Tuesday, Wednesday, Thursday & Saturday 10.00 to 4.00, Sundays 11.00 to 4.00
Also open on Bank Holiday Mondays and Mondays during the school summer holidays

Minehead Museum piggy bank for donations


As Minehead Museum has limited space, our policy is to rotate exhibits in order to show more of the many new items generously donated by members of the public. We have at least one new, themed exhibition every year.

To celebrate the Coronation of King Charles III in May 2023, we put together a fascinating collection of ‘Royal’ exhibits. Past themes have included Maritime Minehead, Minehead Businesses, Entertainment, and the Emergency Services.

Recently, some spectacularly large items have come our way – but storage is a constant headache, so offers of somewhere dry and convenient to store some of these objects would be gratefully received! Soon we hope to have a bigger Museum; meanwhile just a few of our exhibits are pictured below.

Hobby Horse

We are very fortunate to have a complete Hobby Horse costume, as well as two masks (pictured).

In a tradition whose origin is lost in the the mists of time, on the eve of May 1st each year the Hobby Horse emerges from its stable at the Quay, to parade through the town accompanied by musicians playing accordions and drums.

Built over a light framework, about eight feet long, it is covered with sacking decorated with roundels and ribbons. It has a long tail (hence a horse) which it swishes from side to side. A grotesquely masked and frightening figure propels the horse from the centre, but the ‘Oss is usually quite benign until it arrives at Cher, where ‘the booting’ happens, tradition being that if you refused to put some money in the pot you would suffer the consequences! Donations today are given to the Minehead branch of the Royal National Lifeboat Institution.

The Hobby Horse’s tour of the town continues for three days, finishing in Wellington Square before it returns to its stable for another year.

Punch and Judy

We are indebted to the family of magician and entertainer Roy Van Dyke (real name Roy Hobbs) for donating the items in our Punch & Judy display. Born in Minehead, the artist was ideally located to present traditional seaside Punch & Judy shows, as well as develop his own style of comedy, appearing regularly at the Gaiety Theatre on the seafront (now an amusement arcade). Roy was also well known for making comic animals and other shapes out of balloons. He wrote a number of books and articles on the art of balloon folding.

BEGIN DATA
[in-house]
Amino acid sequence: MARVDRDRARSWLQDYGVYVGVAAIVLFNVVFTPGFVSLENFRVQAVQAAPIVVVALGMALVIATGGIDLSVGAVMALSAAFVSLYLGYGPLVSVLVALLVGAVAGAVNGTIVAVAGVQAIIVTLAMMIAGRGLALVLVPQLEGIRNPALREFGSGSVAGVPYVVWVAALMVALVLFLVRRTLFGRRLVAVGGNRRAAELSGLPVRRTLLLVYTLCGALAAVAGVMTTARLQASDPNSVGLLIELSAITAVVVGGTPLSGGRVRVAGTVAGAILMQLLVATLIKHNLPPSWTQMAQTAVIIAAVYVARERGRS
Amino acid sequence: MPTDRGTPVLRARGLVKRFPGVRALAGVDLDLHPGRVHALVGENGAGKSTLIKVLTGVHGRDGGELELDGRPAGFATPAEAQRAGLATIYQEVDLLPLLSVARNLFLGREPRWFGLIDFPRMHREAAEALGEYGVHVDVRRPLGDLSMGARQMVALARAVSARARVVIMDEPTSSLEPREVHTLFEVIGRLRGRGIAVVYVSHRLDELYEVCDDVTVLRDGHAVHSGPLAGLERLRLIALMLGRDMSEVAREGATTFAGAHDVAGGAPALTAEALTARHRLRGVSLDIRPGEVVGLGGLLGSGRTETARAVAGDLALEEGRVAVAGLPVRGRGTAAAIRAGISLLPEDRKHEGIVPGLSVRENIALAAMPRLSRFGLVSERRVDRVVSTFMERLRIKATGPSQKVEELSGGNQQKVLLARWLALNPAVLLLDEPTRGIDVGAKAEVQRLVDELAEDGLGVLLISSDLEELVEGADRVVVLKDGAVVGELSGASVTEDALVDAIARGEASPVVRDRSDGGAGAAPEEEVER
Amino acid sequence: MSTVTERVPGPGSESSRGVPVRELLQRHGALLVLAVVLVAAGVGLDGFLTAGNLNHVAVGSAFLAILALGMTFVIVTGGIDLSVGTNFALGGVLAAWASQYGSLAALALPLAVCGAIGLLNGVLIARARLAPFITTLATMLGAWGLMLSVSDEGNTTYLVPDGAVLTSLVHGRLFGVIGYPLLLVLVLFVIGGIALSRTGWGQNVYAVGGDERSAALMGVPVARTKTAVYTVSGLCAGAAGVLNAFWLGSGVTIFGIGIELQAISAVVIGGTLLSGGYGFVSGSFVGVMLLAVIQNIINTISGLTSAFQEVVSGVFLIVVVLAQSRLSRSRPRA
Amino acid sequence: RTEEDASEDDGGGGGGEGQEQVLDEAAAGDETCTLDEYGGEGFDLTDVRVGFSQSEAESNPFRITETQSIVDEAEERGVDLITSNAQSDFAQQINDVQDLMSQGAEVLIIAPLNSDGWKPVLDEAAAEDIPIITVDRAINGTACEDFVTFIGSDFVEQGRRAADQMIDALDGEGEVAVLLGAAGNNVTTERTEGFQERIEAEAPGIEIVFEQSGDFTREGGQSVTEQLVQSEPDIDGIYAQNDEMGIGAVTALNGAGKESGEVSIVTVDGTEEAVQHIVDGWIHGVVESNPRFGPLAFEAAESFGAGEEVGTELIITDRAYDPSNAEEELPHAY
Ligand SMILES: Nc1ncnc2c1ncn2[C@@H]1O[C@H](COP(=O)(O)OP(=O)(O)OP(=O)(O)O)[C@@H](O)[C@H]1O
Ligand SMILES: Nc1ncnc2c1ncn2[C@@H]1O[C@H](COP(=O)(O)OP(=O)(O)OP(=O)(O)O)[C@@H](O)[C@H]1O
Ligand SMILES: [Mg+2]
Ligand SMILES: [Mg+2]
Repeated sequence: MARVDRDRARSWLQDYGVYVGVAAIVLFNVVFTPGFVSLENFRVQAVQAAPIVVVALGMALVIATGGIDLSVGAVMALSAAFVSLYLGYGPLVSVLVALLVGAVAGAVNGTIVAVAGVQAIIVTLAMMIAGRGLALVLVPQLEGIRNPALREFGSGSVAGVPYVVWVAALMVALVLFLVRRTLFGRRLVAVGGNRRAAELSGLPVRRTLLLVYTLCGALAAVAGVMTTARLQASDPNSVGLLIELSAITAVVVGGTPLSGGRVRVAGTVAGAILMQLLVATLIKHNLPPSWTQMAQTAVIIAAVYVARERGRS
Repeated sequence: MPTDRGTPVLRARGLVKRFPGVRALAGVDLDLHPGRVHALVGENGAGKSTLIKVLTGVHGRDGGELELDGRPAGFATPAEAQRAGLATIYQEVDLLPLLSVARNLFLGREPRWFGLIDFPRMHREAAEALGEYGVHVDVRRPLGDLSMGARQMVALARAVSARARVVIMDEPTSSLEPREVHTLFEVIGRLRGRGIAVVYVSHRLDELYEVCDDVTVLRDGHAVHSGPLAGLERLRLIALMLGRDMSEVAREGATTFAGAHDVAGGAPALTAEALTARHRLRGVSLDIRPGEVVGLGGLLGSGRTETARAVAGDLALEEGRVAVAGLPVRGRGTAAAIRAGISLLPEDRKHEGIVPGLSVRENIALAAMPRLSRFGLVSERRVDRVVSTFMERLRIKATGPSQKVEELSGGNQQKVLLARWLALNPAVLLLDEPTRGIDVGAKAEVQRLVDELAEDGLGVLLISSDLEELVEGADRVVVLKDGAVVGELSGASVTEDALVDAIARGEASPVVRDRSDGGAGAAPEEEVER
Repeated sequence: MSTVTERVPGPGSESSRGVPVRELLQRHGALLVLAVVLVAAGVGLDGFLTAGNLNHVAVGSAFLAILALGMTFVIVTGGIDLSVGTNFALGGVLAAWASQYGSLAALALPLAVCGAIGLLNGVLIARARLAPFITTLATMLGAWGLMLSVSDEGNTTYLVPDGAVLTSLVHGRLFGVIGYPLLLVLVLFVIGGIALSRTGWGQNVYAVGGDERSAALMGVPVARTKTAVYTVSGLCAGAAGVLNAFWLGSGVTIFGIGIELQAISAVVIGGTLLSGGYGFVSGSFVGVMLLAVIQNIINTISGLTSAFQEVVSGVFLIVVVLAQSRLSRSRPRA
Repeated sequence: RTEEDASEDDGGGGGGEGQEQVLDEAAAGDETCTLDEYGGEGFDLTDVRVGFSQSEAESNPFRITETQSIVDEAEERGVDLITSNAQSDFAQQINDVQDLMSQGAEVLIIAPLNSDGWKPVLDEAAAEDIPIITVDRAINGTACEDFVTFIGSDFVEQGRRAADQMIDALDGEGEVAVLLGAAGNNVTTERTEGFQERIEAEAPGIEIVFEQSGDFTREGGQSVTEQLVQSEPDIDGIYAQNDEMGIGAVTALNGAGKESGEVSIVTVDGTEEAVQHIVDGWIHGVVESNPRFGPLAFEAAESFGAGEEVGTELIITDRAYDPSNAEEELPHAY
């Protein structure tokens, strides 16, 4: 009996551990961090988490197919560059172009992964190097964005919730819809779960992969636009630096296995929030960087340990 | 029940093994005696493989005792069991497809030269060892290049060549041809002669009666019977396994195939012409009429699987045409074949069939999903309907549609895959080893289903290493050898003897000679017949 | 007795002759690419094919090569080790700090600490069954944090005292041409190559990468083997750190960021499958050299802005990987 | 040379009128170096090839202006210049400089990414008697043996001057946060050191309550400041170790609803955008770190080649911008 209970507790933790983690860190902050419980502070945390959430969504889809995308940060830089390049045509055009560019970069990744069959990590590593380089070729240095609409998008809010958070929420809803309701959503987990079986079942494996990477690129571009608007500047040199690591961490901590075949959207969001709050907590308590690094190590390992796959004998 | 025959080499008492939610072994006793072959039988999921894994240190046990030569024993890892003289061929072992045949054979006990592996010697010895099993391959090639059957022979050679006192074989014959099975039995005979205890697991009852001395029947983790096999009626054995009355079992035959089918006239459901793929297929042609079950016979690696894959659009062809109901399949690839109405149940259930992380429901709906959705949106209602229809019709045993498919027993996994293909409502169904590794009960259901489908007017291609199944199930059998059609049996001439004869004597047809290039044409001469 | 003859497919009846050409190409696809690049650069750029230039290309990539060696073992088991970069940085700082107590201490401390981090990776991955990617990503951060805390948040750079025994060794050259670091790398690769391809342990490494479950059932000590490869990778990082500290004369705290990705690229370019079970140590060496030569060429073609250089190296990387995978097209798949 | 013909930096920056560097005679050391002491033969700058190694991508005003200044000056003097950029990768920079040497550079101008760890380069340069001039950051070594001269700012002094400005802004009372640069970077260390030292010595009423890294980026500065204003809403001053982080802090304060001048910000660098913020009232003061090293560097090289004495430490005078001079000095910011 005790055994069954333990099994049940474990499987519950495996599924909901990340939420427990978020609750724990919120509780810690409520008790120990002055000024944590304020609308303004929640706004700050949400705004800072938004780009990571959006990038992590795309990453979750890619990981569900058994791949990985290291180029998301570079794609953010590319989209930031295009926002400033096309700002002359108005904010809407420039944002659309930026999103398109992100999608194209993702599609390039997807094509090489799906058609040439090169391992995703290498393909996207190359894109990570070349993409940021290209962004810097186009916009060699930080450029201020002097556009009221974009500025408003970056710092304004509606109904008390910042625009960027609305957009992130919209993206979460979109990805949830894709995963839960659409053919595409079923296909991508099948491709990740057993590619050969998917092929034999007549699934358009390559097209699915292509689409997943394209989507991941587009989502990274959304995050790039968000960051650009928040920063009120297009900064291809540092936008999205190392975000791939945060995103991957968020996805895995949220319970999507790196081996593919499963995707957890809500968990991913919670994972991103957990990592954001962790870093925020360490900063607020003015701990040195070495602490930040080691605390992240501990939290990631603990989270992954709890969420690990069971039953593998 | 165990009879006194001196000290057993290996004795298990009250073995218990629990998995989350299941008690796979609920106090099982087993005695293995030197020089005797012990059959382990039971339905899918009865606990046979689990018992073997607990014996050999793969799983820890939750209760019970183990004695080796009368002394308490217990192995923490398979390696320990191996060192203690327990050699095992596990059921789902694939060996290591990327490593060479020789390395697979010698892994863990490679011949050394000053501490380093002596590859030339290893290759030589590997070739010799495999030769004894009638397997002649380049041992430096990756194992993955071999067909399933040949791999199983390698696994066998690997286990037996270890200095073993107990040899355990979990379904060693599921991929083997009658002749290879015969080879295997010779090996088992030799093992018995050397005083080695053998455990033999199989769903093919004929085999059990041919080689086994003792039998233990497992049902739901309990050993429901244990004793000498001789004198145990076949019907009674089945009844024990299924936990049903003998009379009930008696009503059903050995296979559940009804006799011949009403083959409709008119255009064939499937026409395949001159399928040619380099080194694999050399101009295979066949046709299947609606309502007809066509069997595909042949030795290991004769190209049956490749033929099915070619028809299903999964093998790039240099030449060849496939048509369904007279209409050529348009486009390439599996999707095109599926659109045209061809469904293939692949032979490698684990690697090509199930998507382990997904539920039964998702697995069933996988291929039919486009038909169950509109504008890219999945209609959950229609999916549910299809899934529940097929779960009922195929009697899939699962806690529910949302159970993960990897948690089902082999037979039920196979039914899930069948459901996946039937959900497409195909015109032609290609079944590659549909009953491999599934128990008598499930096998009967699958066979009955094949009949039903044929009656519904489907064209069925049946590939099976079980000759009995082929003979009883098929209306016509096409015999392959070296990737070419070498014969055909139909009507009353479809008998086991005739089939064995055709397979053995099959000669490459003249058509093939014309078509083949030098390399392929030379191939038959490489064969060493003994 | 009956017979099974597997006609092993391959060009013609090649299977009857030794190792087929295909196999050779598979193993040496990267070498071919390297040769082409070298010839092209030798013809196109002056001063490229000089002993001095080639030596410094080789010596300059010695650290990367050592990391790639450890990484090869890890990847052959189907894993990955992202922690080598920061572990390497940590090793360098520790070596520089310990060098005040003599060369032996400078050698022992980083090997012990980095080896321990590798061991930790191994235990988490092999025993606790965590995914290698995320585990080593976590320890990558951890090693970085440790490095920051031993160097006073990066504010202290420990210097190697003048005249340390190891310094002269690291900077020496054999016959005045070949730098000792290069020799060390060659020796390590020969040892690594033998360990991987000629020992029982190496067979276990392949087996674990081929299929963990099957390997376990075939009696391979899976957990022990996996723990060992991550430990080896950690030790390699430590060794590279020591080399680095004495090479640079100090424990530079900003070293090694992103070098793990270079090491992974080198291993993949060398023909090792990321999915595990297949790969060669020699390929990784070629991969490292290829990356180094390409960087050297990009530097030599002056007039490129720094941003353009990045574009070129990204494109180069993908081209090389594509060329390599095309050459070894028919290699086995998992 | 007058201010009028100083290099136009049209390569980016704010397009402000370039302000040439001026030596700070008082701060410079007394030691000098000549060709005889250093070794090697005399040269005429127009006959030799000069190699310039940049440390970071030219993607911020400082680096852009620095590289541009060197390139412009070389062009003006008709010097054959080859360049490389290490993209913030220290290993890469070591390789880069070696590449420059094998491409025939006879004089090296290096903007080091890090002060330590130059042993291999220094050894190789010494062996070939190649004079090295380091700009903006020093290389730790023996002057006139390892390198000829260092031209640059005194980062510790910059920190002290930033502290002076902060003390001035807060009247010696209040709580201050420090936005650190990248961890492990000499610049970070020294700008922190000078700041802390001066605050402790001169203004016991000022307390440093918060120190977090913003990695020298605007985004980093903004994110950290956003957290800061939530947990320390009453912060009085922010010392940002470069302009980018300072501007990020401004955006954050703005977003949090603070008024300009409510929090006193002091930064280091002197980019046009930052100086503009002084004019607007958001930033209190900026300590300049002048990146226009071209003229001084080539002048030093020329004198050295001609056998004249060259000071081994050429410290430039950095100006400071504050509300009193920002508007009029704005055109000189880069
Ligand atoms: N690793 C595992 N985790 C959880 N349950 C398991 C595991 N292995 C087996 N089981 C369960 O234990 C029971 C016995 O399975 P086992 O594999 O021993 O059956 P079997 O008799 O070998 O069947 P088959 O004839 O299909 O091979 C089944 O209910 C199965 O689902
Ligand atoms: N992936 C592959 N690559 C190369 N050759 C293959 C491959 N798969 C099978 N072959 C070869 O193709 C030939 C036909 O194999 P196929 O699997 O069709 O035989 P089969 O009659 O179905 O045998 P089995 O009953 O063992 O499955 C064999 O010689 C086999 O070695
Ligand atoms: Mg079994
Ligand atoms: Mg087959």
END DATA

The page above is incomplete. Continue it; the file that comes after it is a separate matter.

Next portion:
Model Pier and Original Entrance Gate

Minehead’s magnificent Edwardian pier, built in 1901, was demolished by order of the War Office at the beginning of World War II, less than 40 years after its construction. It is believed to be the only pier in the country to be completely dismantled and never replaced. In April 2020, an original entrance gate to the old pier was uncovered and retrieved from the sea. It is now proudly displayed in the Museum alongside a scale model of the pier made by Amalgam Modelmaking, of Bristol.

Arthur C Clarke

Minehead’s most famous son, Arthur C Clarke, was born in Blenheim Road on December 16, 1917. The house, No.13, bears Minehead’s only blue plaque as testimony. His childhood love of both stargazing and American science fiction magazines sparked a lifelong enthusiasm, providing a lasting legacy that bridges the worlds of both the arts and the sciences.

Codd bottle for Hakins & Whitman, Minehead
Hamilton or Torpedo bottle, Ebenezer Culverwell, Minehead
Codd bottle neck showing marble
Keeping the Fizz

The process of carbonating drinks was developed in the 1790s. Find out how Minehead firms such as Hawkins & Whitman or Ebenezer Culverwell adapted their glass bottles to store fizzy drinks.

Why were flat bases a problem? What was the advantage of the ‘Torpedo’ bottle with a rounded base?

See our example of a Codd bottle, developed by Hiram Codd of London in 1872. These had a longer neck which contained a glass marble. Under pressure from the carbonated drink, the marble would be pushed up to a rubber seal. This innovation meant that bottles could revert to having a flat base and be shelved upright.

The museum has a number of examples from Minehead firms, as well as a range of other bottles and flagons produced for local firms including Hancocks Brewery in Wiveliscombe .